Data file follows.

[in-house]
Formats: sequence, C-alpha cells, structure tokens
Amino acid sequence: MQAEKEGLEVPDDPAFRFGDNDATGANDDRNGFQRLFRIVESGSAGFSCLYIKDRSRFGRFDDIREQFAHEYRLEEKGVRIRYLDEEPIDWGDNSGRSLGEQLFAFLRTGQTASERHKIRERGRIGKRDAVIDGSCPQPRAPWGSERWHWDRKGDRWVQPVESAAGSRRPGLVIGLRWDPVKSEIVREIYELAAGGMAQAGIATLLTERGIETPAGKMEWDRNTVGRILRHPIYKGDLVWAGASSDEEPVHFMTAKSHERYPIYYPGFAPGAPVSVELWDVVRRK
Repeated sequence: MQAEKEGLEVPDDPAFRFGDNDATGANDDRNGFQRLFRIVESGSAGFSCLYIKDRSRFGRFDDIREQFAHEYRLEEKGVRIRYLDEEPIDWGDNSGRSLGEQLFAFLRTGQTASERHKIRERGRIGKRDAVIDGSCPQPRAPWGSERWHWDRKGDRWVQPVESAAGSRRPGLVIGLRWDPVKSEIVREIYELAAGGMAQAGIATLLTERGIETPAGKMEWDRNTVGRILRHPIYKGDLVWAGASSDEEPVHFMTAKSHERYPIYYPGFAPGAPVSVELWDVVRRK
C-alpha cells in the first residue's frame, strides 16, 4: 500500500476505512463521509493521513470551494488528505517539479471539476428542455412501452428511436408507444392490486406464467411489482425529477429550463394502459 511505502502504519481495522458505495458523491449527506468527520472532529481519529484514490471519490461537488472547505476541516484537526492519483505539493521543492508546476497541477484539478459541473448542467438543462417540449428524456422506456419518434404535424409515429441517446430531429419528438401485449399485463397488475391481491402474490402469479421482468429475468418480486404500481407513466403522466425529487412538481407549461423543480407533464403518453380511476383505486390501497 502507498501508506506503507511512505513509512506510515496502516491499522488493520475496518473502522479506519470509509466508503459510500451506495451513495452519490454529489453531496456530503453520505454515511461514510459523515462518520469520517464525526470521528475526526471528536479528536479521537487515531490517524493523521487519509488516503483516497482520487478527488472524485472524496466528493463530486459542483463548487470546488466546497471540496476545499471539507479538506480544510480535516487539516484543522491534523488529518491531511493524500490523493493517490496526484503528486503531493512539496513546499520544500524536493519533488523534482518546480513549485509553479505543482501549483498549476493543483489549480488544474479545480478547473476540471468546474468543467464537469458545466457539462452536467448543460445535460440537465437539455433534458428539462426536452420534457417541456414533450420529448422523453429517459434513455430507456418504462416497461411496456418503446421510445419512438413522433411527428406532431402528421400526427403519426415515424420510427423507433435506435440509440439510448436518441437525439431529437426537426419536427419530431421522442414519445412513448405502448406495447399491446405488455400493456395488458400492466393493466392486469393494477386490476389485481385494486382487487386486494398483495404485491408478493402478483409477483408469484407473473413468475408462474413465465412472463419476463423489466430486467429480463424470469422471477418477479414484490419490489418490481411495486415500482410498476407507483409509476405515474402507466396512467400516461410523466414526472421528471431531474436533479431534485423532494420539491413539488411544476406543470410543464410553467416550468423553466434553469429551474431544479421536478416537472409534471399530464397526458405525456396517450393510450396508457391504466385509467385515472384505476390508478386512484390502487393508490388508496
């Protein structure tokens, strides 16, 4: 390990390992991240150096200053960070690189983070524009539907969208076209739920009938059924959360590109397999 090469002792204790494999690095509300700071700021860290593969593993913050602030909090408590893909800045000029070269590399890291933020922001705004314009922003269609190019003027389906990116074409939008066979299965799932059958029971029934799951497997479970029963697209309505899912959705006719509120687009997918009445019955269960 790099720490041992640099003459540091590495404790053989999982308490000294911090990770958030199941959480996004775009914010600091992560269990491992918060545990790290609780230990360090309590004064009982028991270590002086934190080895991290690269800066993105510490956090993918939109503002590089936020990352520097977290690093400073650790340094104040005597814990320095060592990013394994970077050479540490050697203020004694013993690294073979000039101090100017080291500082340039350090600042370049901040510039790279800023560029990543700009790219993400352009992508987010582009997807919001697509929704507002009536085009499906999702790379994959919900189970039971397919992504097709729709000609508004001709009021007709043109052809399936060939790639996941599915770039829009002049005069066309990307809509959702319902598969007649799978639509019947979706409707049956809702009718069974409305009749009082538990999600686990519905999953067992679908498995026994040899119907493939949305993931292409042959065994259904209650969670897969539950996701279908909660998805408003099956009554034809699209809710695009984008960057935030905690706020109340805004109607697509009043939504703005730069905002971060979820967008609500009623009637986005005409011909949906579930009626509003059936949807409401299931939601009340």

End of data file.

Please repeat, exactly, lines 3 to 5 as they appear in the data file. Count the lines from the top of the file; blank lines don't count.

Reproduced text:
Amino acid sequence: MQAEKEGLEVPDDPAFRFGDNDATGANDDRNGFQRLFRIVESGSAGFSCLYIKDRSRFGRFDDIREQFAHEYRLEEKGVRIRYLDEEPIDWGDNSGRSLGEQLFAFLRTGQTASERHKIRERGRIGKRDAVIDGSCPQPRAPWGSERWHWDRKGDRWVQPVESAAGSRRPGLVIGLRWDPVKSEIVREIYELAAGGMAQAGIATLLTERGIETPAGKMEWDRNTVGRILRHPIYKGDLVWAGASSDEEPVHFMTAKSHERYPIYYPGFAPGAPVSVELWDVVRRK
Repeated sequence: MQAEKEGLEVPDDPAFRFGDNDATGANDDRNGFQRLFRIVESGSAGFSCLYIKDRSRFGRFDDIREQFAHEYRLEEKGVRIRYLDEEPIDWGDNSGRSLGEQLFAFLRTGQTASERHKIRERGRIGKRDAVIDGSCPQPRAPWGSERWHWDRKGDRWVQPVESAAGSRRPGLVIGLRWDPVKSEIVREIYELAAGGMAQAGIATLLTERGIETPAGKMEWDRNTVGRILRHPIYKGDLVWAGASSDEEPVHFMTAKSHERYPIYYPGFAPGAPVSVELWDVVRRK
C-alpha cells in the first residue's frame, strides 16, 4: 500500500476505512463521509493521513470551494488528505517539479471539476428542455412501452428511436408507444392490486406464467411489482425529477429550463394502459 511505502502504519481495522458505495458523491449527506468527520472532529481519529484514490471519490461537488472547505476541516484537526492519483505539493521543492508546476497541477484539478459541473448542467438543462417540449428524456422506456419518434404535424409515429441517446430531429419528438401485449399485463397488475391481491402474490402469479421482468429475468418480486404500481407513466403522466425529487412538481407549461423543480407533464403518453380511476383505486390501497 502507498501508506506503507511512505513509512506510515496502516491499522488493520475496518473502522479506519470509509466508503459510500451506495451513495452519490454529489453531496456530503453520505454515511461514510459523515462518520469520517464525526470521528475526526471528536479528536479521537487515531490517524493523521487519509488516503483516497482520487478527488472524485472524496466528493463530486459542483463548487470546488466546497471540496476545499471539507479538506480544510480535516487539516484543522491534523488529518491531511493524500490523493493517490496526484503528486503531493512539496513546499520544500524536493519533488523534482518546480513549485509553479505543482501549483498549476493543483489549480488544474479545480478547473476540471468546474468543467464537469458545466457539462452536467448543460445535460440537465437539455433534458428539462426536452420534457417541456414533450420529448422523453429517459434513455430507456418504462416497461411496456418503446421510445419512438413522433411527428406532431402528421400526427403519426415515424420510427423507433435506435440509440439510448436518441437525439431529437426537426419536427419530431421522442414519445412513448405502448406495447399491446405488455400493456395488458400492466393493466392486469393494477386490476389485481385494486382487487386486494398483495404485491408478493402478483409477483408469484407473473413468475408462474413465465412472463419476463423489466430486467429480463424470469422471477418477479414484490419490489418490481411495486415500482410498476407507483409509476405515474402507466396512467400516461410523466414526472421528471431531474436533479431534485423532494420539491413539488411544476406543470410543464410553467416550468423553466434553469429551474431544479421536478416537472409534471399530464397526458405525456396517450393510450396508457391504466385509467385515472384505476390508478386512484390502487393508490388508496